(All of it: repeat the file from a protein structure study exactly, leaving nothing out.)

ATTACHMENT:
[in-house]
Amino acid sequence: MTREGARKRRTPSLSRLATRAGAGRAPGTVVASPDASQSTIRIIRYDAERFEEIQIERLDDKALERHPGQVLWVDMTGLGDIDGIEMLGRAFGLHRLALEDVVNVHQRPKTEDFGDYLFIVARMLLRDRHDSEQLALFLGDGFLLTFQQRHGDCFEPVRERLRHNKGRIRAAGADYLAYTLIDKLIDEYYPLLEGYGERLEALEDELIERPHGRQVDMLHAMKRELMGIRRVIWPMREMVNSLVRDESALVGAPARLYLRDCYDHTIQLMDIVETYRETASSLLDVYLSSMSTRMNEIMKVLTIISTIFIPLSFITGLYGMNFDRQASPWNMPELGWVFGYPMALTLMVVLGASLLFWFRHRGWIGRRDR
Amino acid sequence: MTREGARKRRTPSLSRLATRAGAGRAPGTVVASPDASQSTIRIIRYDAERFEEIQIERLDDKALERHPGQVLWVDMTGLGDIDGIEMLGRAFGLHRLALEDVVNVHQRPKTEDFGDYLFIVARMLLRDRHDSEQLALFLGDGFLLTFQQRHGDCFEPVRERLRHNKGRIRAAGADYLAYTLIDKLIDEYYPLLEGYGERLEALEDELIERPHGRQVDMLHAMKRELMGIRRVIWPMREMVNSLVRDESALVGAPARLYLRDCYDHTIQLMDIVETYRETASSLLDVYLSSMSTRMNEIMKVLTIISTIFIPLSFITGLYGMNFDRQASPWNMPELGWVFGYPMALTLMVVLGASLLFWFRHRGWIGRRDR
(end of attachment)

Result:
[in-house]
Amino acid sequence: MTREGARKRRTPSLSRLATRAGAGRAPGTVVASPDASQSTIRIIRYDAERFEEIQIERLDDKALERHPGQVLWVDMTGLGDIDGIEMLGRAFGLHRLALEDVVNVHQRPKTEDFGDYLFIVARMLLRDRHDSEQLALFLGDGFLLTFQQRHGDCFEPVRERLRHNKGRIRAAGADYLAYTLIDKLIDEYYPLLEGYGERLEALEDELIERPHGRQVDMLHAMKRELMGIRRVIWPMREMVNSLVRDESALVGAPARLYLRDCYDHTIQLMDIVETYRETASSLLDVYLSSMSTRMNEIMKVLTIISTIFIPLSFITGLYGMNFDRQASPWNMPELGWVFGYPMALTLMVVLGASLLFWFRHRGWIGRRDR
Amino acid sequence: MTREGARKRRTPSLSRLATRAGAGRAPGTVVASPDASQSTIRIIRYDAERFEEIQIERLDDKALERHPGQVLWVDMTGLGDIDGIEMLGRAFGLHRLALEDVVNVHQRPKTEDFGDYLFIVARMLLRDRHDSEQLALFLGDGFLLTFQQRHGDCFEPVRERLRHNKGRIRAAGADYLAYTLIDKLIDEYYPLLEGYGERLEALEDELIERPHGRQVDMLHAMKRELMGIRRVIWPMREMVNSLVRDESALVGAPARLYLRDCYDHTIQLMDIVETYRETASSLLDVYLSSMSTRMNEIMKVLTIISTIFIPLSFITGLYGMNFDRQASPWNMPELGWVFGYPMALTLMVVLGASLLFWFRHRGWIGRRDR